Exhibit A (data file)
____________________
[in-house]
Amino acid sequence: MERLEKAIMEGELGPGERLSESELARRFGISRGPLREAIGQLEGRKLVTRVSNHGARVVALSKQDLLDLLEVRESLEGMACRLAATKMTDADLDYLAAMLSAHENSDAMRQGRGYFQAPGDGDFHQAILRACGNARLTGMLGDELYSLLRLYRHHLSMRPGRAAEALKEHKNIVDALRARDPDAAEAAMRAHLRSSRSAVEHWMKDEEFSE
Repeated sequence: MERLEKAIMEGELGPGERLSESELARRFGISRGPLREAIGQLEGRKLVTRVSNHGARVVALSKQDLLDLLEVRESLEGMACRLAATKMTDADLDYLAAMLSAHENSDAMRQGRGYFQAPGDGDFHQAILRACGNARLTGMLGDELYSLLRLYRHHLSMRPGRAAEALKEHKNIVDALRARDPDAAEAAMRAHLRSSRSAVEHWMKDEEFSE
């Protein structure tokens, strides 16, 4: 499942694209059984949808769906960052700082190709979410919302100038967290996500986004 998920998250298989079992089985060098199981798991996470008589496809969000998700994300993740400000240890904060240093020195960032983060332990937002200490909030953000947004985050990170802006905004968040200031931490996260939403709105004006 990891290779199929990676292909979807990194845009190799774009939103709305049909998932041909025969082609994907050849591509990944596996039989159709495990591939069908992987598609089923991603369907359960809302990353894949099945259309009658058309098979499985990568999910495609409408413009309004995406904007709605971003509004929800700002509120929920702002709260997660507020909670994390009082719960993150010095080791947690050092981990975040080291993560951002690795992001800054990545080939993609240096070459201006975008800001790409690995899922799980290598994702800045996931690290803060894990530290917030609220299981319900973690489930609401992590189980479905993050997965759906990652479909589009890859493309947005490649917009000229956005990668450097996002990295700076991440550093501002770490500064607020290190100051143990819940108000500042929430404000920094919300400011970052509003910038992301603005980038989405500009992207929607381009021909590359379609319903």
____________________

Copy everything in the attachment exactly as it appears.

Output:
[in-house]
Amino acid sequence: MERLEKAIMEGELGPGERLSESELARRFGISRGPLREAIGQLEGRKLVTRVSNHGARVVALSKQDLLDLLEVRESLEGMACRLAATKMTDADLDYLAAMLSAHENSDAMRQGRGYFQAPGDGDFHQAILRACGNARLTGMLGDELYSLLRLYRHHLSMRPGRAAEALKEHKNIVDALRARDPDAAEAAMRAHLRSSRSAVEHWMKDEEFSE
Repeated sequence: MERLEKAIMEGELGPGERLSESELARRFGISRGPLREAIGQLEGRKLVTRVSNHGARVVALSKQDLLDLLEVRESLEGMACRLAATKMTDADLDYLAAMLSAHENSDAMRQGRGYFQAPGDGDFHQAILRACGNARLTGMLGDELYSLLRLYRHHLSMRPGRAAEALKEHKNIVDALRARDPDAAEAAMRAHLRSSRSAVEHWMKDEEFSE
């Protein structure tokens, strides 16, 4: 499942694209059984949808769906960052700082190709979410919302100038967290996500986004 998920998250298989079992089985060098199981798991996470008589496809969000998700994300993740400000240890904060240093020195960032983060332990937002200490909030953000947004985050990170802006905004968040200031931490996260939403709105004006 990891290779199929990676292909979807990194845009190799774009939103709305049909998932041909025969082609994907050849591509990944596996039989159709495990591939069908992987598609089923991603369907359960809302990353894949099945259309009658058309098979499985990568999910495609409408413009309004995406904007709605971003509004929800700002509120929920702002709260997660507020909670994390009082719960993150010095080791947690050092981990975040080291993560951002690795992001800054990545080939993609240096070459201006975008800001790409690995899922799980290598994702800045996931690290803060894990530290917030609220299981319900973690489930609401992590189980479905993050997965759906990652479909589009890859493309947005490649917009000229956005990668450097996002990295700076991440550093501002770490500064607020290190100051143990819940108000500042929430404000920094919300400011970052509003910038992301603005980038989405500009992207929607381009021909590359379609319903």